The tenor of his life was not much varied by accident or adventure; though about 1749 he narrowly escaped the pistol of a highwaymar), the relation of which we shall give in his own words, in one of his " Worlds.” “An acquaintance of mine was robbed a few years ago, and very near shot through the head by the going-off of the pistol of the accomplished Mr. Maclean; yet the whole affair was conducted with the greatest good-breeding on both sides. The robber, who had only taken a purse this way because he had that morning been disappointed of marrying a great fortune, no sooner returned to his lodgings, than he sent, the gentleman two letters of excuses, which with less, wit than the epistles of Voiture, bad ten times more natural and easy politeness in the turn of their expression. In the postscript he appointed a meeting at Tyburn at twelve at night, where the gentleman might purchase again any trifles he had lost; and my friend has been blamed for not accepting the rendezvous, as it seemed liable to be construed by ill-natured people into a doubt of the honour of a man who had given him all the satisfaction in his power. for having unluckily been near shooting him through the head."
“ The World” was a well-kpown periodical paper, in which he assisted the editor Mr. Moore, by writing Nos. 6, 8, 10, 14, 28, 103, 168, 195, and the concluding “ World Extraordinary,” containing the character of Henry Fox, then secretary at war, afterwards lord Holland.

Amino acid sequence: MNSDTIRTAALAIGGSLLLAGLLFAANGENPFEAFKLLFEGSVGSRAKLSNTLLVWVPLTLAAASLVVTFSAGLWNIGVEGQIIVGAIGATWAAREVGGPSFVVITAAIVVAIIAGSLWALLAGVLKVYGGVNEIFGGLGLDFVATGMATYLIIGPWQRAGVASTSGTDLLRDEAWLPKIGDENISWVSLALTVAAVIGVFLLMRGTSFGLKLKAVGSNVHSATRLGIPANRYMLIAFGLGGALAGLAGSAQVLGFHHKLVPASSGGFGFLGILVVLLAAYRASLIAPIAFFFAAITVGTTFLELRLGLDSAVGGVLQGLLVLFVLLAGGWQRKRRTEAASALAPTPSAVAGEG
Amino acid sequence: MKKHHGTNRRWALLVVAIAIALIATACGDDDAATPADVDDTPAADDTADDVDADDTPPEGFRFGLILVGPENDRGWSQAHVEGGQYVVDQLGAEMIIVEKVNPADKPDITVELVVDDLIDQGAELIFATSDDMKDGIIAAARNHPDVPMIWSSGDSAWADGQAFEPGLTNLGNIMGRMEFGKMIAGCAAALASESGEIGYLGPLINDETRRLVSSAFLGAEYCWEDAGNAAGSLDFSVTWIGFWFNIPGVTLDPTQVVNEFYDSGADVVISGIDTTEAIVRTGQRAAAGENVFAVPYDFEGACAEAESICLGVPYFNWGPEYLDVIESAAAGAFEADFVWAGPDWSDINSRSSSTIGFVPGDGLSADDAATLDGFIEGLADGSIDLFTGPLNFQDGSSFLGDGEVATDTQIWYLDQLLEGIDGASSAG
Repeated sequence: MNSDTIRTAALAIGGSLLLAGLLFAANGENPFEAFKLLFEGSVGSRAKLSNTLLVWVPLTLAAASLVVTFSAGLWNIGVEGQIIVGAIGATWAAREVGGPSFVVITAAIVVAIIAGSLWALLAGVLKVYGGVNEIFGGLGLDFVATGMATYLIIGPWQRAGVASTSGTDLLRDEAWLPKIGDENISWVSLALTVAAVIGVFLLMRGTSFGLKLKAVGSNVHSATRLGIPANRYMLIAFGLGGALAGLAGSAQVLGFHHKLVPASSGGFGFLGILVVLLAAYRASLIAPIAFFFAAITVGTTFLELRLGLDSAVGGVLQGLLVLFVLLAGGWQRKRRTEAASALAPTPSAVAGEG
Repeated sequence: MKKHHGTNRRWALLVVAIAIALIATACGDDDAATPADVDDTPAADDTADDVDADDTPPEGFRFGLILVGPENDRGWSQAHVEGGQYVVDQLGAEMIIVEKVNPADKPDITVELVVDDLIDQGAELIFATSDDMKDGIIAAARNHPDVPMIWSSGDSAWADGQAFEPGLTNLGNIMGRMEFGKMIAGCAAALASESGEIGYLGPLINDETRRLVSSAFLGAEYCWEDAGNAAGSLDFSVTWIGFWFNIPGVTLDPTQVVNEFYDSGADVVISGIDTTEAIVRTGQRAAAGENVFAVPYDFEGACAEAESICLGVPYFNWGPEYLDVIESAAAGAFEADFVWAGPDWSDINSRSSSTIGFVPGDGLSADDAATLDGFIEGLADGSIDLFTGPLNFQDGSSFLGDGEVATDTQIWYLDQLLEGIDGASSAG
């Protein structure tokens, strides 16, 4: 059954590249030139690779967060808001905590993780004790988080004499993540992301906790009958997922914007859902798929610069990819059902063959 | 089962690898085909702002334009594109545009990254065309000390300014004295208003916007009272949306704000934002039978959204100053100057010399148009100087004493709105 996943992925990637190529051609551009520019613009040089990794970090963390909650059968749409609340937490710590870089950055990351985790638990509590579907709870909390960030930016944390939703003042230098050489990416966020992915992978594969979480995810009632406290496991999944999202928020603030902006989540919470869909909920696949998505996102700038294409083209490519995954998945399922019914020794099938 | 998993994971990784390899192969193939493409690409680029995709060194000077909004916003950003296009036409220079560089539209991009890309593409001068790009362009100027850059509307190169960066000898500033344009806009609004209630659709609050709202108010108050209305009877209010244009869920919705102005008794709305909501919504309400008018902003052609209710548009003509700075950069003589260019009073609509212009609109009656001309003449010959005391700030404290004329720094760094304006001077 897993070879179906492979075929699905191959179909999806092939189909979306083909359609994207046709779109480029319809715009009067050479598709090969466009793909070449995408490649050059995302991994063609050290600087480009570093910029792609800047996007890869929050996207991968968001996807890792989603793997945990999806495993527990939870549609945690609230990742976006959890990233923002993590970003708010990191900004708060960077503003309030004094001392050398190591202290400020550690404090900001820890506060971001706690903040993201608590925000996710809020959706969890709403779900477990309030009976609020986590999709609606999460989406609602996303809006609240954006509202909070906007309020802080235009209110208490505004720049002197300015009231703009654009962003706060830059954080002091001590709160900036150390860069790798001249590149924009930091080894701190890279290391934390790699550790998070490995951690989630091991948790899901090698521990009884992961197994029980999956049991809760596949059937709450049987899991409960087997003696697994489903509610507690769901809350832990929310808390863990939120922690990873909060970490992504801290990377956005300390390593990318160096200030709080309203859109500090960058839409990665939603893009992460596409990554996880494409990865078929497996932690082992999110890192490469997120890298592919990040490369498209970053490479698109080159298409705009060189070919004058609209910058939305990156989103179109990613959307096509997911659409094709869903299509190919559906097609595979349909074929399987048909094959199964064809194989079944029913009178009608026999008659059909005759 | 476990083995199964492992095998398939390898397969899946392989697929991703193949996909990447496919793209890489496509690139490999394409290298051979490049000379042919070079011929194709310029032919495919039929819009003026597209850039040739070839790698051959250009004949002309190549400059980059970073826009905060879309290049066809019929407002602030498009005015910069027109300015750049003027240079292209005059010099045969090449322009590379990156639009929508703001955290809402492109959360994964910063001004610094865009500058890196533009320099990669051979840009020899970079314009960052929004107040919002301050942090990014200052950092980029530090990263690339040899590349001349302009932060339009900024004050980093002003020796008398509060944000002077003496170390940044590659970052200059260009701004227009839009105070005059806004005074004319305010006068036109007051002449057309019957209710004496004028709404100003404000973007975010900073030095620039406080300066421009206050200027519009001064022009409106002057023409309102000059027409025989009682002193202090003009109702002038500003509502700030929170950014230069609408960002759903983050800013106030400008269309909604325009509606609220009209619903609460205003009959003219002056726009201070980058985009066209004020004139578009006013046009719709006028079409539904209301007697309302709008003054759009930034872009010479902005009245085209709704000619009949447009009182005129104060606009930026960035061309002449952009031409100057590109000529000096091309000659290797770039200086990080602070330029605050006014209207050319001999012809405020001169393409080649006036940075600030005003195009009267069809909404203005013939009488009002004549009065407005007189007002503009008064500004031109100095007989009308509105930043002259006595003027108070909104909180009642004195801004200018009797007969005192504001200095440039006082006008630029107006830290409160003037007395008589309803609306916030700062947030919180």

In 1752, his first publication (except some Poems in Dodsley's collection, and a jeu d'esprit in the “ Museum”) appeared, entitled “ Ædes Walpoliana,” describing his father's magnificent palace at Houghton, in Norfolk, and the noble collection of pictures it contained, which the pecuniary embarrassments of the late earl of Orford (Mr. Walpole's nephew) obliged him to dispose of to the empreșs of Russia. It is remarkable that Mr. Walpole, as appears by one of his letters in the British Museum, with all his family-partiality and taste for the arts, thought the value of this collection greatly over-rated.
In 1757 he published " A Letter from Xo-Ho, a Chinese philosopher at London, to his friend Lien-Chi, at Pekin : a spirited and elegant performance, chiefly on the politics of the day. It went through five editions in a fortnight.
This year he set up a printing-press at Strawberry-hill,
press of thephew) obliged of the late earlined, which ind